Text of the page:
Numerous conditions cause high levels of creatinine and uric acid in your body. According to the MedlinePlus website, creatinine is a breakdown product of creatine, an important part of your muscles 1. Uric acid is a chemical that is created when your body breaks down purines -- substances found in certain foods and beverages such as liver, anchovies, mackerel, beer and wine. Certain medical conditions elevate creatinine and uric acid.
If you are experiencing serious medical symptoms, seek emergency treatment immediately.
Kidney disease elevates creatinine and uric acid. According to the National Institute of Diabetes and Digestive and Kidney Diseases, or NIDDK, over 100,000 Americans are diagnosed with kidney disease each year. Kidney disease, also known as kidney failure, is a serious condition that impairs the kidneys to rid your body of metabolic waste products. Kidney failure is the end-stage of chronic kidney disease. The NIDDK states that diabetes and hypertension are the most common causes of kidney disease, although other conditions can also cause kidney failure.
- Kidney disease elevates creatinine and uric acid.
- The NIDDK states that diabetes and hypertension are the most common causes of kidney disease, although other conditions can also cause kidney failure.
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Renal insufficiency is a kidney-related condition that can cause increased creatinine and uric acid levels. The University of California-Davis Health System describes renal insufficiency as the poor function of kidneys possibly caused by a reduction of blood flow to your kidneys 3. Renal artery disease, or renal artery stenosis, decrease blood flow to your kidneys 4. According to the Cleveland Clinic common signs and symptoms associated with renal insufficiency include elevated levels of creatinine and uric acid, increased blood pressure, fluid retention and heart problems 124.
Congestive Heart Failure
Congestive heart failure can cause increased creatinine and uric acid levels 5. According to the University of Maryland Medical Center, or UMMC, congestive heart failure is an ongoing condition that develops gradually 5. If you have congestive heart failure, your heart is unable to pump adequate amounts of blood to your cells, tissues and organs 5. As your heart's ability to pump blood diminishes, blood can back up into your lungs, liver or legs. High blood pressure and coronary artery disease rank as the most common causes of congestive heart failure, according to UMMC 5.
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- MedlinePlus: Creatinine - Blood
- MedlinePlus: Uric Acid - Blood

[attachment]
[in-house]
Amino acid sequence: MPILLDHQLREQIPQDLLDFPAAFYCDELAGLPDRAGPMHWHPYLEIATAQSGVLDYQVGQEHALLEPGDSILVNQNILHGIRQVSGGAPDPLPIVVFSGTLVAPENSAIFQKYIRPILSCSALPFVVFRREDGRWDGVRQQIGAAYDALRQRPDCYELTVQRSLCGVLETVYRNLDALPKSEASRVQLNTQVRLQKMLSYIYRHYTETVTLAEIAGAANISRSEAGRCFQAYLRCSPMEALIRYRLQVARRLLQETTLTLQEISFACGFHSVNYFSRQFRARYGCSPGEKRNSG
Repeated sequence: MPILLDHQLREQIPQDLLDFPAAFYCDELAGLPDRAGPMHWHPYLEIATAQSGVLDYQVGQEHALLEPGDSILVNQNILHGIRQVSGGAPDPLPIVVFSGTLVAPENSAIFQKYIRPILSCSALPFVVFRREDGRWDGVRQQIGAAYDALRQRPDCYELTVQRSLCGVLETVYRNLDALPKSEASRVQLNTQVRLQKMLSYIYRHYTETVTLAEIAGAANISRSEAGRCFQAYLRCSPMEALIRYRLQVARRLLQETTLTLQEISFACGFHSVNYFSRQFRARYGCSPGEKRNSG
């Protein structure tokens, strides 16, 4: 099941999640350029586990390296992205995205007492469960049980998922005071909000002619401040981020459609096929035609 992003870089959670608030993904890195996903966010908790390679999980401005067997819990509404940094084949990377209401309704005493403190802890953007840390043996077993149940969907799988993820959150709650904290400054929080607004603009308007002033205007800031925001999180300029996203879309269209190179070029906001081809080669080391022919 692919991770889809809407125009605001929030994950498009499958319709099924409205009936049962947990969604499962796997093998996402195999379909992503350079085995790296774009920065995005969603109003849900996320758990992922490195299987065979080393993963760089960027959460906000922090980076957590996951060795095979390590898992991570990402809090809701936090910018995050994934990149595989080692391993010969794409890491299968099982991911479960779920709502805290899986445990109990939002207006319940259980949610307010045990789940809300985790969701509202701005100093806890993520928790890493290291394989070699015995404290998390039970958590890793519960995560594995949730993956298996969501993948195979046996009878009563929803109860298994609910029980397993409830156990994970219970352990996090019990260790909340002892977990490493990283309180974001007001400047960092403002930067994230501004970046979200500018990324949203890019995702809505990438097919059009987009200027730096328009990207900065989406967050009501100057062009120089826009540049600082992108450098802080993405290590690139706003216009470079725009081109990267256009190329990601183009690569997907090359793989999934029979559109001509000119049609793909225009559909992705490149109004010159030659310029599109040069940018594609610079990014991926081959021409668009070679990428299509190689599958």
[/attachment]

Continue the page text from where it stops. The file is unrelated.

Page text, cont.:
- University of California-Davis Health System: Renal Insufficiency
- Cleveland Clinic: Renal Artery Disease
- UMMC: Heart Failure
- Bellomo R, Kellum JA, Ronco C. Acute kidney injury. Lancet. 2012;380(9843):756-66. doi:10.1016/S0140-6736(11)61454-2
- Yang Y, George KC, Shang WF, Zeng R, Ge SW, Xu G. Proton-pump inhibitors use, and risk of acute kidney injury: a meta-analysis of observational studies. Drug Des Devel Ther. 2017;11:1291-1299. doi:10.2147/DDDT.S130568
- Park JT. Postoperative acute kidney injury. Korean J Anesthesiol. 2017;70(3):258-266. doi:10.4097/kjae.2017.70.3.258
- Bindroo S, Challa HJ. Renal Failure. In: StatPearls [Internet]. Treasure Island (FL): StatPearls Publishing; 2019 Jan-. Updated March 5, 2019.
- Makris K, Spanou L. Acute Kidney Injury: Definition, Pathophysiology and Clinical Phenotypes. Clin Biochem Rev. 2016;37(2):85-98.
- Larach DB, Engoren MC, Schmidt EM, Heung M. Genetic variants and acute kidney injury: A review of the literature. J Crit Care. 2018 Apr;44:203-211. doi:10.1016/j.jcrc.2017.11.019
- Mansoor K, Kheetan M, Shahnawaz S, et al. Systematic review of nephrotoxicity of drugs of abuse, 2005-2016. BMC Nephrol. 2017;18(1):379. doi:10.1186/s12882-017-0794-0
- Varga ZV, Matyas C, Paloczi J, Pacher P. Alcohol Misuse and Kidney Injury: Epidemiological Evidence and Potential Mechanisms. Alcohol Res. 2017;38(2):283-288.
- Hopp S, Dominici F, Bobb JF. Medical diagnoses of heat wave-related hospital admissions in older adults. Prev Med. 2018 May;110:81-85. doi:10.1016/j.ypmed.2018.02.001
Martin Hughes is a chiropractic physician, health writer and the co-owner of a website devoted to natural footgear. He writes about health, fitness, diet and lifestyle. Hughes earned his Bachelor of Science in kinesiology at the University of Waterloo and his doctoral degree from Western States Chiropractic College in Portland, Ore.